Home Start in Antrim opened its doors on October 1 1990 in a Housing Executive property on the Greystone estate before moving to Market Square.

In almost 30 years, Home-Start in the town has supported over 1,400 families.

However the pandemic has changed things significantly.

“Covid brought us to a place where so much of what we did was not possible,” explained Sharon.

“The groups have not taken place since March 2020.

“Volunteers were not able to do visits. Many of our volunteers are older and during the pandemic could not be put at risk.

“We kept up the contact through phone and online and we were able to deliver various courses digitally.

“It was important to make sure that everyone felt valued and supported during this difficult time and that our clients knew we were always available.

“We were able to do a lot of doorstep drops of equipment and volunteers are now allowed to go back out and door outdoors or garden visits.

“Isolation was a big problem for a lot of our clients, particularly lone parents and we delivered where we could.

“Through the pandemic, a lot of parents had been on zero hours contracts and all of a sudden, their income was gone.”

In terms of the Baby Bank, there are ten volunteers and will be open on Thursdays from 10am to 3pm for donations and collections.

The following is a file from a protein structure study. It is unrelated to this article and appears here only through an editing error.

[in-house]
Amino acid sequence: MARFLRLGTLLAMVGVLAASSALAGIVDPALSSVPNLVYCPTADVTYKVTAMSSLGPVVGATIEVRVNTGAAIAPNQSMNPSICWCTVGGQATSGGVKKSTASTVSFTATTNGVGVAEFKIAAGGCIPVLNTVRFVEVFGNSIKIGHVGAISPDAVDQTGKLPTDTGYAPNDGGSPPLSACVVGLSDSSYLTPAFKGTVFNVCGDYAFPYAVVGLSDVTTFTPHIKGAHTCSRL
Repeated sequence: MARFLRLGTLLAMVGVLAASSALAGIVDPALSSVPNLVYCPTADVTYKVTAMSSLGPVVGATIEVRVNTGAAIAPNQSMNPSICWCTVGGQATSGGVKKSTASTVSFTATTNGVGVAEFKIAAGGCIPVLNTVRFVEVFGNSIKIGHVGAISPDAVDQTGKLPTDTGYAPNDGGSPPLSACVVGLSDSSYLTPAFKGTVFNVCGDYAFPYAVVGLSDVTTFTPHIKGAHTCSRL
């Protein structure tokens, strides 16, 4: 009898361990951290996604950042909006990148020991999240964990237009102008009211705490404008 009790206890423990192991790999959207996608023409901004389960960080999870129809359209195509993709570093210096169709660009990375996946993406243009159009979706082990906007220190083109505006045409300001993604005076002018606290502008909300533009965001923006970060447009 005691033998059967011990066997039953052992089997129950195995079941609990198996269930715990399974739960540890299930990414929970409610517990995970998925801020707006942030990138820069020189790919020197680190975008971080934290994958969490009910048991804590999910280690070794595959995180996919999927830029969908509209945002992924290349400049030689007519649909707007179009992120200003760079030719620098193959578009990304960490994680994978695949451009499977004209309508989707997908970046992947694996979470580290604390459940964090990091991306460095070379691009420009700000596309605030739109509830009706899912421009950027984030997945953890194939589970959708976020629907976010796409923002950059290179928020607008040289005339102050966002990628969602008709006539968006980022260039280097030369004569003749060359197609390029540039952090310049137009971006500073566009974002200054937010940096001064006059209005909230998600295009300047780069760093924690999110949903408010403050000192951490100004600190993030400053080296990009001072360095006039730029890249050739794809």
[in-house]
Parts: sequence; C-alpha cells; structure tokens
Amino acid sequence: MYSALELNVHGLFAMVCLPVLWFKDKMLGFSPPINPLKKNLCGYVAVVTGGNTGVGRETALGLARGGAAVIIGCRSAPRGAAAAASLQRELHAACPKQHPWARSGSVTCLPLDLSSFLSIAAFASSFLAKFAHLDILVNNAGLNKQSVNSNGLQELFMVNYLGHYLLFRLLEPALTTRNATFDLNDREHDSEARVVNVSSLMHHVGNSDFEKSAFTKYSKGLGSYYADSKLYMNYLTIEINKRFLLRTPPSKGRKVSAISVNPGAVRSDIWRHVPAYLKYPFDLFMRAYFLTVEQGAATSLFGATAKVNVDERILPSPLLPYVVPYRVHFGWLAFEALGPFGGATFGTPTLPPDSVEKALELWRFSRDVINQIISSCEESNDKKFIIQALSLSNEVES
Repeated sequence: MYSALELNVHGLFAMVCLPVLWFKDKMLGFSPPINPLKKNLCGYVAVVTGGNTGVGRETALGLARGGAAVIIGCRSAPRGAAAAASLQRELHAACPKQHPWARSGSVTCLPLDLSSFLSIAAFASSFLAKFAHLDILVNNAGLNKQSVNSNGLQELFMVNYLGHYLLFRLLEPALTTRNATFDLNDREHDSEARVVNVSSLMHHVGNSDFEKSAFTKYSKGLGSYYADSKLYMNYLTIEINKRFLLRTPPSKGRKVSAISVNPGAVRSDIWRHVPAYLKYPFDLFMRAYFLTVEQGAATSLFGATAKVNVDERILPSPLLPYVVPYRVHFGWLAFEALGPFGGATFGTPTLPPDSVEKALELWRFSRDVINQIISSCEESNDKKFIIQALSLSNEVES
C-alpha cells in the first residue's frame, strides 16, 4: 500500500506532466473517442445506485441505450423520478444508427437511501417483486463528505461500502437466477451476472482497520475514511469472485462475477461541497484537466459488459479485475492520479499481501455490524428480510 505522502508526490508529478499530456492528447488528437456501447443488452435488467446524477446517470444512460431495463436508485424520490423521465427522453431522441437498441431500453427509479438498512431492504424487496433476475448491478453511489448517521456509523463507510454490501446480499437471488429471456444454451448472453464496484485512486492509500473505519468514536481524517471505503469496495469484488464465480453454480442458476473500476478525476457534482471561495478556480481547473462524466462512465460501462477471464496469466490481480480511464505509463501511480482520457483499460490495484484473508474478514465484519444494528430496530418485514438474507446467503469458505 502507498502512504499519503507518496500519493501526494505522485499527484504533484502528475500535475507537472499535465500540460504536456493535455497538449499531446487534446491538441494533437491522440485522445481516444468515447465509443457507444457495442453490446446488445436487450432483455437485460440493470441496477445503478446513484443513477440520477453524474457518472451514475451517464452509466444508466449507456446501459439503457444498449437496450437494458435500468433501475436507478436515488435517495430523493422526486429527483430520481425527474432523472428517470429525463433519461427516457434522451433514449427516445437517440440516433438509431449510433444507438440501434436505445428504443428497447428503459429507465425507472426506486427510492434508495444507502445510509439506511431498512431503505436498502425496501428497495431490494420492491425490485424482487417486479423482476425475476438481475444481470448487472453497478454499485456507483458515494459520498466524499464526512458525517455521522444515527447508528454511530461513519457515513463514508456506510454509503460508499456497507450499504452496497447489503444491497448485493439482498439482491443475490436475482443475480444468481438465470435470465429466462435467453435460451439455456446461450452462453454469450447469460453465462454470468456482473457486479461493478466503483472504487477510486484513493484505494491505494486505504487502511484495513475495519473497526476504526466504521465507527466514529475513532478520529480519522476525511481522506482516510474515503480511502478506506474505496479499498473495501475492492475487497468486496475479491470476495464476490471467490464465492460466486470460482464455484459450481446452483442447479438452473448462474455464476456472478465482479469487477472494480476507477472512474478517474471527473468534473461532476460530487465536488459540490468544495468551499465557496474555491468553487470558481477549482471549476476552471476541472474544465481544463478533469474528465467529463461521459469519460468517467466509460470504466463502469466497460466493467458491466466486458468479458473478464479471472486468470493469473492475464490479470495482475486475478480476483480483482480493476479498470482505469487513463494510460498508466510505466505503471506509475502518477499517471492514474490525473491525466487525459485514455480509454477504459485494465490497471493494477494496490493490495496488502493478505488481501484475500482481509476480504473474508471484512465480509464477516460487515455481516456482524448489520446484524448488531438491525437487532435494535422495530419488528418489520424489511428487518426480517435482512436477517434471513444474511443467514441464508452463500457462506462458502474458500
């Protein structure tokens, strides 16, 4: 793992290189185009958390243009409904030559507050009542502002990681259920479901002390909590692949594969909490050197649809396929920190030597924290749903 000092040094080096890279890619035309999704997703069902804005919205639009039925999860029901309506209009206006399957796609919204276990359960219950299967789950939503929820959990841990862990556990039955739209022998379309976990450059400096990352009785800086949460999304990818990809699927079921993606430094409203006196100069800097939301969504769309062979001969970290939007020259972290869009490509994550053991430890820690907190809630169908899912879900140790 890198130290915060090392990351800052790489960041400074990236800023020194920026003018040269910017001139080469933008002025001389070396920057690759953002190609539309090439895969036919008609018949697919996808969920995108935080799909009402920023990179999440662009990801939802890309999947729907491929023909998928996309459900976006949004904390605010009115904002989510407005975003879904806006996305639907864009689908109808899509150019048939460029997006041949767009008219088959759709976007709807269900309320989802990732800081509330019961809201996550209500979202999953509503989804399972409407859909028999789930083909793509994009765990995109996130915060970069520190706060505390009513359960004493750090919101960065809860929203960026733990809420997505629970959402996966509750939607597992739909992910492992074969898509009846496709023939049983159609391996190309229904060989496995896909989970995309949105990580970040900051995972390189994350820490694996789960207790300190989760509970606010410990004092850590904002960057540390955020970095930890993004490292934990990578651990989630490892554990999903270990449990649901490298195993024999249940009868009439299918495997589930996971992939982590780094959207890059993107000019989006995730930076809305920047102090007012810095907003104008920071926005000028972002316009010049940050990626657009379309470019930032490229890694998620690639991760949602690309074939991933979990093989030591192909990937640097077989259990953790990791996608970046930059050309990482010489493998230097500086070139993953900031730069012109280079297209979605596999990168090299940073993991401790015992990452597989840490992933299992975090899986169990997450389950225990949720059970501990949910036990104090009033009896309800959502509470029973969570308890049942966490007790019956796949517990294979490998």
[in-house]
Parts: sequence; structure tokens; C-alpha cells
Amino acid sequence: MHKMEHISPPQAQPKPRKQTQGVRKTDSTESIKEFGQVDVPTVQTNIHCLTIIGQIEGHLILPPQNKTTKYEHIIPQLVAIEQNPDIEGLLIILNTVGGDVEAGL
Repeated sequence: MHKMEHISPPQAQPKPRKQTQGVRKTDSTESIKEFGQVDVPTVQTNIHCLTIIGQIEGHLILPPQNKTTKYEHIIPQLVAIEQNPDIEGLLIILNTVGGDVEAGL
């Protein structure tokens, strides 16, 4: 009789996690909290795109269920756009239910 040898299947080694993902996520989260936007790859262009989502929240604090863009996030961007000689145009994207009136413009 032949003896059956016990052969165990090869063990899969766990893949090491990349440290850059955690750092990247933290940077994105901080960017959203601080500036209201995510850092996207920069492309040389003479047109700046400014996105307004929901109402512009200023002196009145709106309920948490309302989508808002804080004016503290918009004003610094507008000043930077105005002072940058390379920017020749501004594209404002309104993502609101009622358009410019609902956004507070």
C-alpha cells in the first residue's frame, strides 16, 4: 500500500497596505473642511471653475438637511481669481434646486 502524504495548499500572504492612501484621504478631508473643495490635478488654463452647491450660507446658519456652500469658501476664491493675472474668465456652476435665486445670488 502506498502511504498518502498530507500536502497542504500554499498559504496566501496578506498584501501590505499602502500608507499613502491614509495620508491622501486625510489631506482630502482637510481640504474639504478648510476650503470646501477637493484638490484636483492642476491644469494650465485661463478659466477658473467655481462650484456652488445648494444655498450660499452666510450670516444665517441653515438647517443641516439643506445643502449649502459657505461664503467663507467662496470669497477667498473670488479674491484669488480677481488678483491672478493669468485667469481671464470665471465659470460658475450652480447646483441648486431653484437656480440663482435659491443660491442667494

There are also a number of donation bins in the centre.

Referrals can be made by friends and families, medical professionals, social services, health visitors or people can refer themselves.

Local schools, nurseries, playgroups and day care facilities can also signpost families to the service.

So far, around 13 families have been assisted.

“No one can predict what will happen in the future and people can fall on hard times in the blink of an eye,” said Sharon.

“Even when someone makes poor choices, that is never the fault of a child and we will assist anyone who needs help.

“A lady rang me and asked for help and that was so courageous, it is a big step to admit you are struggling and I am pleased that she felt that she could do that. We are here for whoever needs us.”

Sharon is full of praise to the people of Antrim for their generosity and donations.

“The support we have received so far has been amazing,” she said.

“There are a group of ladies who crocheted newborn clothes over lockdown, people have donated cash to buy items, at the moment what we need are toiletries for mum and baby.”

Sharon, who lives outside Templepatrick, previously worked for a family support service in North Belfast and is always on the lookout for more volunteers.

All accreditation and training is looked after by Home-Start.

“It’s an ideal role for people who’s own families are older, perhaps someone who is retired or is thinking about early retirement,” she said.

“Former teachers and nurses often fit into the role very well, but all are welcome.

“Some of these volunteers form long and lasting friendships with the families they have assisted.

“It’s all about parents supporting other parents.

“All parents struggle sometimes, and that’s why we are here to offer support, guidance, and a listening ear.

“We also work a lot on teaching families how to budget and make sure that their money lasts from one month to the next.

“The right interventions can be transformative and life-changing and make a real difference in the lives of these families.”